I work with college students in Birmingham, AL. Many of them sit under David Platt’s teaching, and have read his book, Radical.
I have also read it. I am so appreciative of David’s ministry in our city, so impressed by what God is up to at the church he leads down the road from my house. I am very grateful for the challenges God is supplying us through David’s preaching and writing.
As a guy with a book out there, and as someone who also regularly preaches, I know that the writer and preacher cannot fully control how the words from pen and pulpit are received and applied.
One of the problems I am noticing while working among young people is the romanticizing of the “radical.”
“What are you doing this summer after classes?” asks a student to another student late in Spring semester.
“Well, I’m working with an electrician.”
“What about you? What are your summer plans?”
“I’m actually gonna be living in an orphanage in Africa, loving on those kids and doing some community development stuff.”
I have engineered this brief dialogue, but conversations like the one above occur on college campuses, and it is likely that the 19-yr old working with the electrician will feel spiritually inferior to the 19-yr old who has plane tickets in hand for Kenya… and there is also the tendency for the guy with the ticket to feel as though he is a bit more sincere in his devotion to Jesus.
Believe me, I do not wish to discourage young people from boarding flights to Africa.
I also do not wish to disparage electrical work as spiritually insignificant. I do not wish to eviscerate tedious, less “spiritually” glamorous tasks of their meaning in God’s Kingdom.
But mowing lawns seems so much less radical than spending the summer in an orphanage. Waiting tables seems so much less radical than digging wells for remote villages. Less radical, and also less romantic.
My impulse is to be radical. Especially when it comes to my faith. And I have done some pretty radical stuff—trying to heal a quadriplegic on a busy street in Brazil (he was not healed); refusing to work after college so that I could just pray and read the Bible all day while trusting God for my needs; beginning a round-the-world trip with only enough money for 180 degrees of the planet (not 360); tracking my girlfriend down in some village in the Andes Mountains to propose to her…. Radical is on my resume.
But I have also worked for four different lumber yards and for two little construction companies. I have mowed many a lawn and dug many a ditch with two little landscaping companies. While tossing lumber onto my forklift or pulling Bermuda grass out of some rich guy’s flower beds, I wanted to sprout wings and bolt off into the glorious blue. I wanted to fly off to something more awesome. Something more significant. Something epic.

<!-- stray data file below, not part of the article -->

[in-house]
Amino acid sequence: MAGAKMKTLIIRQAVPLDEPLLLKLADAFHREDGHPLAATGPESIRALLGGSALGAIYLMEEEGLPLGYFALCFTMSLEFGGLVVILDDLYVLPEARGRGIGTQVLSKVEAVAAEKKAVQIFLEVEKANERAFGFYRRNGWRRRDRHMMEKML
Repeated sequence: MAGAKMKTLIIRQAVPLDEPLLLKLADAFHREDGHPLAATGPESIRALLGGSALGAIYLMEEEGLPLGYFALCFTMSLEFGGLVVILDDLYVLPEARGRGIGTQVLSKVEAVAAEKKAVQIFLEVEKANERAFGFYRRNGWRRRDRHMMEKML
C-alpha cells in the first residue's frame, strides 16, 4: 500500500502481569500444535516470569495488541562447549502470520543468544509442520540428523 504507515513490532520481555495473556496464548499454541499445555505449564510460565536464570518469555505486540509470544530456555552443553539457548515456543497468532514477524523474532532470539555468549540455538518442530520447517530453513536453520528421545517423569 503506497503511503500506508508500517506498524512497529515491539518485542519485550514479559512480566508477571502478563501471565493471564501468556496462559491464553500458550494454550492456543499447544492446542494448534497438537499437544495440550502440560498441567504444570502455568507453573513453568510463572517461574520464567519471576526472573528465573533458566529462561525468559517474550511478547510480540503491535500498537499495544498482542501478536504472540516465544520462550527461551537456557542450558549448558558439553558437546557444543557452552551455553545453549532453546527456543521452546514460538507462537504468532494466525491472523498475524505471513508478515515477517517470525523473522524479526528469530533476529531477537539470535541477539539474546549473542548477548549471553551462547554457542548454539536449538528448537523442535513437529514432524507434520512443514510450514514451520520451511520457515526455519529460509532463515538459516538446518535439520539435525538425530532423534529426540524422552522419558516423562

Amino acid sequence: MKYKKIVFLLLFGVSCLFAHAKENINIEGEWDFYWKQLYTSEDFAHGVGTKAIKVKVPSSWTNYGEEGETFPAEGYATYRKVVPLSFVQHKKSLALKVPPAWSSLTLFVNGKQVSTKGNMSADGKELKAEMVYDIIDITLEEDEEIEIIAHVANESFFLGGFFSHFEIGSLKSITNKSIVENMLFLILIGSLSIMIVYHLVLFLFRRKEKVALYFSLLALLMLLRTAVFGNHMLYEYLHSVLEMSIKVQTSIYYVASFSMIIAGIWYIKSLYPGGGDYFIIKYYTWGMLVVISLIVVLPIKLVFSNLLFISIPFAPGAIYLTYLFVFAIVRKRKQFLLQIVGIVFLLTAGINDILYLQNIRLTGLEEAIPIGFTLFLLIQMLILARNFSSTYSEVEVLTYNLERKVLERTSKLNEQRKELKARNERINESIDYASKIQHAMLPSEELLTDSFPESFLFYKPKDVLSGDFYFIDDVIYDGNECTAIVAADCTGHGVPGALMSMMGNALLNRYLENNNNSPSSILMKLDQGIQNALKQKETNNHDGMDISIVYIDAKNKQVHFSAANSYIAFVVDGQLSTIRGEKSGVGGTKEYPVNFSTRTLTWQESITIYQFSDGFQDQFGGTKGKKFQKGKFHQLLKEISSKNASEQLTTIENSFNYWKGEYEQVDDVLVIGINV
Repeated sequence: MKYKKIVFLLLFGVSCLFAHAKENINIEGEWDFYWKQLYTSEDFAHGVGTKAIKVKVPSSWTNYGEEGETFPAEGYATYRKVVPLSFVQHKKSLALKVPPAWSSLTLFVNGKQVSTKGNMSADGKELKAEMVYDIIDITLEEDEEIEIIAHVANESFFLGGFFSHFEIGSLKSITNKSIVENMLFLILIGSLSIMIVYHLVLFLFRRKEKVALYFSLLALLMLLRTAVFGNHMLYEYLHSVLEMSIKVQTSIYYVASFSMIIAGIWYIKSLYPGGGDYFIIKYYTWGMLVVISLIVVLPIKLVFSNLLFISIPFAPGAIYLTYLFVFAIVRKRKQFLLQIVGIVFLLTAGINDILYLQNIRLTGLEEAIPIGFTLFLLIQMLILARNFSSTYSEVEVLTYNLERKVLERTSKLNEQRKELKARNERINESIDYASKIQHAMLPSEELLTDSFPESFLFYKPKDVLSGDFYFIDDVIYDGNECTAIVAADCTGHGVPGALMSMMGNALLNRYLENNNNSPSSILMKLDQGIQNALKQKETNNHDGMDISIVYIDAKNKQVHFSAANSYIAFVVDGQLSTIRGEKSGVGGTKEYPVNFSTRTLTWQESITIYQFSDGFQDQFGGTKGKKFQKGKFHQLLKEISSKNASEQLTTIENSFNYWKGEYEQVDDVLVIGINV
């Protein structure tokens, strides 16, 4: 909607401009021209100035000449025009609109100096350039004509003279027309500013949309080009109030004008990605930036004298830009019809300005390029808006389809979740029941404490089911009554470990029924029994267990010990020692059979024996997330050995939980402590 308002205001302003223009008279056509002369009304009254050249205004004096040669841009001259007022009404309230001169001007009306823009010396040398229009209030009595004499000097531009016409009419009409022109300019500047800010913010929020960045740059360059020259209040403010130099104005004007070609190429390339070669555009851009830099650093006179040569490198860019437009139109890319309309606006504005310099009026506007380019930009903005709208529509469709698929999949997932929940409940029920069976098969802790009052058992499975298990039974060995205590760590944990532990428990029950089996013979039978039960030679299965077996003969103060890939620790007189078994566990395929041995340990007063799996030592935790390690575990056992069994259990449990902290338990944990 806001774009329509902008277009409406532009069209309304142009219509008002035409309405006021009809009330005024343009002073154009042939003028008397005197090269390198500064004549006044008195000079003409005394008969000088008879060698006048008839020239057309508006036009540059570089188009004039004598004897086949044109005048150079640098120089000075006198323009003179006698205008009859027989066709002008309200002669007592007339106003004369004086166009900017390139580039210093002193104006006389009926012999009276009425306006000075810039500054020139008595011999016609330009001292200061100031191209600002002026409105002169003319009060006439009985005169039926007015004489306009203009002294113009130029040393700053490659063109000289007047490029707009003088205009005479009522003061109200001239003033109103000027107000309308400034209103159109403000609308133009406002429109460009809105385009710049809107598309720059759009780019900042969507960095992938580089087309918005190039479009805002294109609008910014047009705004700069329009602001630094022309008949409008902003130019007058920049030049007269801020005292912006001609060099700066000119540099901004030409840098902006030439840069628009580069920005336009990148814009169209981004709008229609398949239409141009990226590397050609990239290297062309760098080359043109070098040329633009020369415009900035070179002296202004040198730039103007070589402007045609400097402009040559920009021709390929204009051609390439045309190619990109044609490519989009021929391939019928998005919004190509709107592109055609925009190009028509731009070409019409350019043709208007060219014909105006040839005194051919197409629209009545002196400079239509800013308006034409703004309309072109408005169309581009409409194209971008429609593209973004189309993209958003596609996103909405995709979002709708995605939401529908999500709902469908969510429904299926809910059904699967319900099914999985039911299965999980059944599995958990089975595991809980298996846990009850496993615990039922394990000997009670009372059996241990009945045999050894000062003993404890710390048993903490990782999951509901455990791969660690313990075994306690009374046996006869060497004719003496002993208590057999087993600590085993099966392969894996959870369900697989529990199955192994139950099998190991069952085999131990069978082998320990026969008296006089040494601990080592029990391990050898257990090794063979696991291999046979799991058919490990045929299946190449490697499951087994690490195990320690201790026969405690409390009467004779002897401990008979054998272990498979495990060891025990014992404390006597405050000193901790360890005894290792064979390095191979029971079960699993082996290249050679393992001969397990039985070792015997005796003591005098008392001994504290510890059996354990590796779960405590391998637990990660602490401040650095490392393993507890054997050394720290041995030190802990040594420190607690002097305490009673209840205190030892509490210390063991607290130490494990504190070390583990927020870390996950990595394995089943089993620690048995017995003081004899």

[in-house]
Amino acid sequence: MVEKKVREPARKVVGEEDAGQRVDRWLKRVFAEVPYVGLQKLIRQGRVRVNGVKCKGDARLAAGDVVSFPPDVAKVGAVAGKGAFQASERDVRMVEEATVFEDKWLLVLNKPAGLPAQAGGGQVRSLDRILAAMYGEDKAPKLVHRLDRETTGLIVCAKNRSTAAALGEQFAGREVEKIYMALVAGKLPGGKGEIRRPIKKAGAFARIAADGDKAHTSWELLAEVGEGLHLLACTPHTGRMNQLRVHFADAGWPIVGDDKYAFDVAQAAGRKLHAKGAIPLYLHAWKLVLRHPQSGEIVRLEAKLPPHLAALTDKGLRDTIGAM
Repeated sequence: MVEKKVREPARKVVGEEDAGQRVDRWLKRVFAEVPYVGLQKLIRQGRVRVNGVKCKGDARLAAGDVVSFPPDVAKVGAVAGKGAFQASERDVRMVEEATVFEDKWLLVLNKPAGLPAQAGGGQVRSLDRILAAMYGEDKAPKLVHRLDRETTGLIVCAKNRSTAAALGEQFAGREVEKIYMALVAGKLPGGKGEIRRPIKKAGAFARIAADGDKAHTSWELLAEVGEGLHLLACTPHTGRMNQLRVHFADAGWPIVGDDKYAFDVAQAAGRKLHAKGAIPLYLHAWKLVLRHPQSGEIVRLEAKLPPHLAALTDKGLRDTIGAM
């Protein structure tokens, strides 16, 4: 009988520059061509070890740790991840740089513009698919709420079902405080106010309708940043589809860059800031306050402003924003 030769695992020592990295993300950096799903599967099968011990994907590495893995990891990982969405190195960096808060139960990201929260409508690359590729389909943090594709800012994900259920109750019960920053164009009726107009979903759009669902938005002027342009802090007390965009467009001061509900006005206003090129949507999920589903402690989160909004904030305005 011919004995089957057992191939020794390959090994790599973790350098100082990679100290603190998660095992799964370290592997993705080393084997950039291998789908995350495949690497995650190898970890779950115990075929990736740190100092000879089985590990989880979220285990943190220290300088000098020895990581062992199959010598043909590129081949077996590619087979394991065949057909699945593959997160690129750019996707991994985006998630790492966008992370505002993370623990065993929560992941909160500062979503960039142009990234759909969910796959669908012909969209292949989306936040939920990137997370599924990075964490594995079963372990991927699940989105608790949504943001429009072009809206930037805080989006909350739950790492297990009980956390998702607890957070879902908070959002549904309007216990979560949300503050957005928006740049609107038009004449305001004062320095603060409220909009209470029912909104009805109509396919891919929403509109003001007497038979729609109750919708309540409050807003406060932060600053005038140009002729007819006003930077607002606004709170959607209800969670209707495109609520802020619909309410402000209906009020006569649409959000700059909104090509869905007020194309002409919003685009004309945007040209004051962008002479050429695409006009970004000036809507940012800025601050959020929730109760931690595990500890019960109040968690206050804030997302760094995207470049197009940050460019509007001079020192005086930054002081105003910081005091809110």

(Something that would get me some press).
(Something exotic and, well… impressively cool).
Now, I am confident that David Platt would discourage the unhealthy motivations underlying the romanticization of the radical. This romanticizing is happening, though, so those of use with his book in hand must be responsible recipients of the challenges.
Right now in my life, I am finding that radical is quite unromantic. In fact, being radical is quite ugly.
My perception of God’s call in my own life is directing me to an overseas move. I am taking my family of 6 and moving them to England for me to begin doctoral work in biblical studies. I want to teach and preach, pastor and shepherd, with the highest degree of training possible. I want to be able to assist in theological education for untrained but God-called pastors in developing world villages. I want to prepare seminarians for a life of faithful pastoral ministry.
But doing the PhD in England is costing so, so much.
I used to view a sacrificial move overseas as spiritually romantic. But the romance is gone for me. There is nothing romantic about ripping your little kids out of the elementary school they love There is nothing romantic about hearing your wife reason that we may never be able to own a home again. There is nothing romantic about trying to look your 93-yr old grandmother in the eye and say, “I am leaving you, and will likely never see you again.”
(Is God really calling me to do this? Is “calling” part of the luxurious speech of middle- and upper class Westerners whose social status permits us to daydream about what we want to do when we grow up?)
The de-romanticizing of “radical” is not a bad thing, though. The spiritualized exoticism of our life-decisions really needs to be obliterated. In a society that is enamored with the extreme (Bear Grylls) and captivated by the audacious (Lady Gaga), it would be easy for Christians to neglect faithfulness in the small things, persistence in the ordinary, devotion to the local.
So… a prayer to close—my Lord and God, you can have my romantic ideals of serving You. You can have my fantastical daydreams about my calling. You can have them and break them apart. Amen.
[CLARIFICATION 1: For the record, this post is in no way designed to be a Platt-bashing or Radical (the book)-bashing post. Just want to make sure that is clear. But some readers have already expressed some struggles re: their reading of Radical. As my wife says, no book can say it all or cover all the bases (other than Scripture). So books need to be complemented with other writings/sermons/etc. My good friend Joel Brooks has an article that might be a good complement for Radical over at Gospel Coalition… good stuff if you want to check it out.]
[CLARIFICATION 2: Note that in this post I am not saying that serving in an orphanage is a bad thing. I am just concerned with de-romanticizing dangerous motivations.]